This information demonstrates that the government attempted alternative law enforcement techniques which failed or were reasonably unlikely to succeed. It is true that informants and consensual recordings were partially successful in disclosing Bowen's and Worthington's illegal activities. But the government need not completely exhaust alternative investigative techniques before obtaining a wiretap order. United States v. Cole, 807 F.2d 262, 267 (1st Cir.1986). Instead, it need only show that continued exclusive use of these alternatives is unlikely to achieve fully the objectives of the investigation. Thus, the government's partial success using consensual recordings and informants does nothing to detract from its satisfactory showing under Sec. 2518(1)(c).



Worthington next argues that the district court erred in introducing a consensual tape recording of a conversation between himself and Stocks on February 17, 1988. The conversation took place in the midst of the grand jury investigation, and the prosecutor who instigated the conversation knew that Worthington was represented by counsel at the time. Worthington does not claim that use of this evidence violates any of his constitutional rights. Rather, he alleges that the recorded conversation should have been suppressed because it violated North Carolina Rule of Professional Conduct 7.4(A), which provides:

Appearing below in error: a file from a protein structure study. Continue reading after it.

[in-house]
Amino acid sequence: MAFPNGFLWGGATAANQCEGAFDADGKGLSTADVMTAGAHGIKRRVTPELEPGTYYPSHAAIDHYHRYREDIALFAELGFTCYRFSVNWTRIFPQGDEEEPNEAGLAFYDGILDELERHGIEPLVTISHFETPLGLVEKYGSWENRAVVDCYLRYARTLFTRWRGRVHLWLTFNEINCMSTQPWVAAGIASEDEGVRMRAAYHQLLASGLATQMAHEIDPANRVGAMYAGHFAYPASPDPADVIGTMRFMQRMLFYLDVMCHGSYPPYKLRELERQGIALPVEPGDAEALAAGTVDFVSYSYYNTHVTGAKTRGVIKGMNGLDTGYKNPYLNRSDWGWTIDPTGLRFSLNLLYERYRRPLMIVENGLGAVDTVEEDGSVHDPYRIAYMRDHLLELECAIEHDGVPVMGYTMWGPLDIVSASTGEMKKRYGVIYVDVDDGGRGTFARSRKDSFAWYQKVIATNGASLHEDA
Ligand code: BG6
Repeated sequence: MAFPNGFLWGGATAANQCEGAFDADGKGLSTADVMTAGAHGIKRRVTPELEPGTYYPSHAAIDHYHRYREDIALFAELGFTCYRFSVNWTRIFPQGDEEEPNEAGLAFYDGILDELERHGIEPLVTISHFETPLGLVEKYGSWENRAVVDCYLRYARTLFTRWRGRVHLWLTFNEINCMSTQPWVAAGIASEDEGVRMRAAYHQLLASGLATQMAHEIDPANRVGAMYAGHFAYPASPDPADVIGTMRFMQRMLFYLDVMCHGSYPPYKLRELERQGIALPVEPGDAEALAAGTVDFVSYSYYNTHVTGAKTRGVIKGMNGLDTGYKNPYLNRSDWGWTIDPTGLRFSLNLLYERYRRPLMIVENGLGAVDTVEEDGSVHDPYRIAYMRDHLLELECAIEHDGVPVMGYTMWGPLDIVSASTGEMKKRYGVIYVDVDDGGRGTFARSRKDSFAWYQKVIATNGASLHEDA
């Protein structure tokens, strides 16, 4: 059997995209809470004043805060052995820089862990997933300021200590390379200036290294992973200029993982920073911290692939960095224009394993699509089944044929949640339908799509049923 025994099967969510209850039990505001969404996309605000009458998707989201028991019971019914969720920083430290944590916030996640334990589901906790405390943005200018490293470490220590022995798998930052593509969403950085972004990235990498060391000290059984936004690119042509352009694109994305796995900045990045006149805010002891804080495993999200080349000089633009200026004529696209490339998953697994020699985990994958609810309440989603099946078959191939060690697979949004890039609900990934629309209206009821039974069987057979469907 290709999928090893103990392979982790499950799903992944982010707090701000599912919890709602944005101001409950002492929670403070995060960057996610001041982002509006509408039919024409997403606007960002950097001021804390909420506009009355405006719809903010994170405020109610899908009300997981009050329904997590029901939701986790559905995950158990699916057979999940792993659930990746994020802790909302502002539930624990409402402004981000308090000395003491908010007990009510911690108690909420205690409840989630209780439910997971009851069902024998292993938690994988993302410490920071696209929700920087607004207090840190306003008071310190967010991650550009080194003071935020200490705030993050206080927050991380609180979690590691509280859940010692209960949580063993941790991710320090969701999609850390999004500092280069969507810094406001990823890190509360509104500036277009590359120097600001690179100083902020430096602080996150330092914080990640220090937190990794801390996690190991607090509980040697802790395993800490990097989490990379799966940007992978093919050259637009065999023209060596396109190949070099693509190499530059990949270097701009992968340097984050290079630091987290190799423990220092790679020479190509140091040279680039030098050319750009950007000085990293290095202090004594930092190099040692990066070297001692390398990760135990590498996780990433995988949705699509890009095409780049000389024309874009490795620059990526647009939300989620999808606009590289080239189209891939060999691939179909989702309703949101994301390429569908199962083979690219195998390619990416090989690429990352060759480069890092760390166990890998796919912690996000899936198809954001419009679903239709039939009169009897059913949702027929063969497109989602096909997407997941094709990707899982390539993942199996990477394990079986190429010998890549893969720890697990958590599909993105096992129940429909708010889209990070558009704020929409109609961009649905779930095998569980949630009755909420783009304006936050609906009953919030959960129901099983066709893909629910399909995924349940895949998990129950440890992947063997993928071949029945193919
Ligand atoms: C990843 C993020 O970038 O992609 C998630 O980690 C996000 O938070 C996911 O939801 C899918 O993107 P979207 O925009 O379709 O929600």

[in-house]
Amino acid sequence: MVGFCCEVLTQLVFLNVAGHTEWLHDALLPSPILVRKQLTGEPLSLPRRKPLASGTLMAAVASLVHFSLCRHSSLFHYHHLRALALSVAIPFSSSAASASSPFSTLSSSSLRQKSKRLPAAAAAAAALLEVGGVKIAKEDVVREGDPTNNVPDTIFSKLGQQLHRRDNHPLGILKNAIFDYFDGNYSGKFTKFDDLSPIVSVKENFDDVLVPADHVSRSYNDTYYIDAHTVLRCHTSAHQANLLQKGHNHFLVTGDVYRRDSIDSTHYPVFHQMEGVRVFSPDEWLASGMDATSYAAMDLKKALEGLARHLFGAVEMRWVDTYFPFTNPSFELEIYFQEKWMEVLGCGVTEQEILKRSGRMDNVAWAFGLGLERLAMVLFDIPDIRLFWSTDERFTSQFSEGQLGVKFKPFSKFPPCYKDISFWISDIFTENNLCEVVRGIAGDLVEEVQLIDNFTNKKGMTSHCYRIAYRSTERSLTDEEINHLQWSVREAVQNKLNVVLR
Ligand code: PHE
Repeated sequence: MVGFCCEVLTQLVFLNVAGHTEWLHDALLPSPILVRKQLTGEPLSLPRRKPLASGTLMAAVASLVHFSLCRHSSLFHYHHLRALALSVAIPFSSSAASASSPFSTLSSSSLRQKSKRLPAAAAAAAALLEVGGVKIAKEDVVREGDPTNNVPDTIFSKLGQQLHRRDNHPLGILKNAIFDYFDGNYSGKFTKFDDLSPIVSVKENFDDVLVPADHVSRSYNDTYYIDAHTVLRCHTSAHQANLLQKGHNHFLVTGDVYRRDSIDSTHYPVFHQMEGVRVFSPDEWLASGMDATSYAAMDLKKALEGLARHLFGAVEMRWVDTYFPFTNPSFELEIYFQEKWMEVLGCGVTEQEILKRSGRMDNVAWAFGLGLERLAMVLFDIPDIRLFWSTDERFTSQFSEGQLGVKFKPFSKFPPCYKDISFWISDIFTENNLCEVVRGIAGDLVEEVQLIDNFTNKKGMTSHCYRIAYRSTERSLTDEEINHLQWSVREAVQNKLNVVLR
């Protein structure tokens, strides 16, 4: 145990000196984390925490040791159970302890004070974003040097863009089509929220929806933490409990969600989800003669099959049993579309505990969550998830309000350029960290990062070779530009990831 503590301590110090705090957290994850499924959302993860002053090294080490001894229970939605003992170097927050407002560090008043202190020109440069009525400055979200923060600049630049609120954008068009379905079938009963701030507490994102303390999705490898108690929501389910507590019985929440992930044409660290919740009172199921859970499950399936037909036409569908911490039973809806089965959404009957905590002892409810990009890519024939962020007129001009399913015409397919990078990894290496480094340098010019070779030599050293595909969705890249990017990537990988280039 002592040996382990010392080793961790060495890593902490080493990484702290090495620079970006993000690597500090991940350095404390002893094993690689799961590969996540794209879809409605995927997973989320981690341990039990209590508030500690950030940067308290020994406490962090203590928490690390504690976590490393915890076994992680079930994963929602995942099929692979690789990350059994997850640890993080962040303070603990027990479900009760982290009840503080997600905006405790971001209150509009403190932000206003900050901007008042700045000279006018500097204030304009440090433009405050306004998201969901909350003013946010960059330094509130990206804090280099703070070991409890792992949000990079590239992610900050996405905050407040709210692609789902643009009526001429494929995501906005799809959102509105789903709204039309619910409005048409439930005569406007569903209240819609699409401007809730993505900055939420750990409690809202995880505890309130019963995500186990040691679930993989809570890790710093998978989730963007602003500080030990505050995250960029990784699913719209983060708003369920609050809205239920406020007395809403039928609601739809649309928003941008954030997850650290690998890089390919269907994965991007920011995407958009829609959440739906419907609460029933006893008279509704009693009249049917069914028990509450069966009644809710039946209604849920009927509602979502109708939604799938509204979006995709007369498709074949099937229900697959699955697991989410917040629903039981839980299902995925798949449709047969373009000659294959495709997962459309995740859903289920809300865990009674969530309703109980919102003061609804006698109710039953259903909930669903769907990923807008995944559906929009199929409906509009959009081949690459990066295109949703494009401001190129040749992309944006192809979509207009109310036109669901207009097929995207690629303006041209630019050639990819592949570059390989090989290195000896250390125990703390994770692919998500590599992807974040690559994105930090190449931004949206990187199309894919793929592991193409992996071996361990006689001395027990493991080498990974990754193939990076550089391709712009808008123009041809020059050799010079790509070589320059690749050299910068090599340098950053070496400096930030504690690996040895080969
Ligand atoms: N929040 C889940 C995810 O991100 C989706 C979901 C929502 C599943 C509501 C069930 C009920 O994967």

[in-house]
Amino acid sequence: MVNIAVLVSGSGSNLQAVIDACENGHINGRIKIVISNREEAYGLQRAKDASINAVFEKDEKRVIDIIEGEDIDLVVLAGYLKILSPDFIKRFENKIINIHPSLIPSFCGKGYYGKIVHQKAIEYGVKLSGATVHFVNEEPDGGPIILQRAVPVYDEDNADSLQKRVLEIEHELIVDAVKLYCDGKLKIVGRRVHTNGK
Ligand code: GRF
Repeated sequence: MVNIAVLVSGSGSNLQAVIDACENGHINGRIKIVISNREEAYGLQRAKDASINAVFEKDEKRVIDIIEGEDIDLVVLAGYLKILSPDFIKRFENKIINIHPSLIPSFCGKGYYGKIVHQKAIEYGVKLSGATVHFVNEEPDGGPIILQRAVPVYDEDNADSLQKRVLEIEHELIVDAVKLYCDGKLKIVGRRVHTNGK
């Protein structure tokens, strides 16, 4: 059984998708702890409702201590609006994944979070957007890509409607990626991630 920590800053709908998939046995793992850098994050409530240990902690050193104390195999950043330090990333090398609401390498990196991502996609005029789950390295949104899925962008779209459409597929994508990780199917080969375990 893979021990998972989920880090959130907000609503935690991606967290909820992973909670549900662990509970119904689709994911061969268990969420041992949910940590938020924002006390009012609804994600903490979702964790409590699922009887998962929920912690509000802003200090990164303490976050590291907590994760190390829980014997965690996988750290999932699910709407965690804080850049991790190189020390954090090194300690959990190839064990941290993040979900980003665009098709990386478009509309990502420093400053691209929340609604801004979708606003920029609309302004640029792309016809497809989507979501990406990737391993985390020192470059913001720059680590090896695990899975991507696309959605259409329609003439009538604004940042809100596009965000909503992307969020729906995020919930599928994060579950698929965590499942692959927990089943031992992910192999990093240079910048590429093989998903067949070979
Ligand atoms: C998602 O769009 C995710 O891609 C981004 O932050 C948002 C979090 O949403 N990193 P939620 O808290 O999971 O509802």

During the course of his representation of a client a lawyer shall not: (1) Communicate or cause another to communicate about the subject of the representation with a party the lawyer knows to be represented by another lawyer in the matter, unless the lawyer has the consent of the other lawyer or is authorized by law to do so.


Worthington maintains that North Carolina has interpreted Rule 7.4(A) to apply to prosecutors, and that the appropriate remedy for violation of the Rule is suppression. The district court rejected this argument, holding that the prosecutor acted within the "authorized by law" exception to the North Carolina Rule and refused to suppress the consensual recording.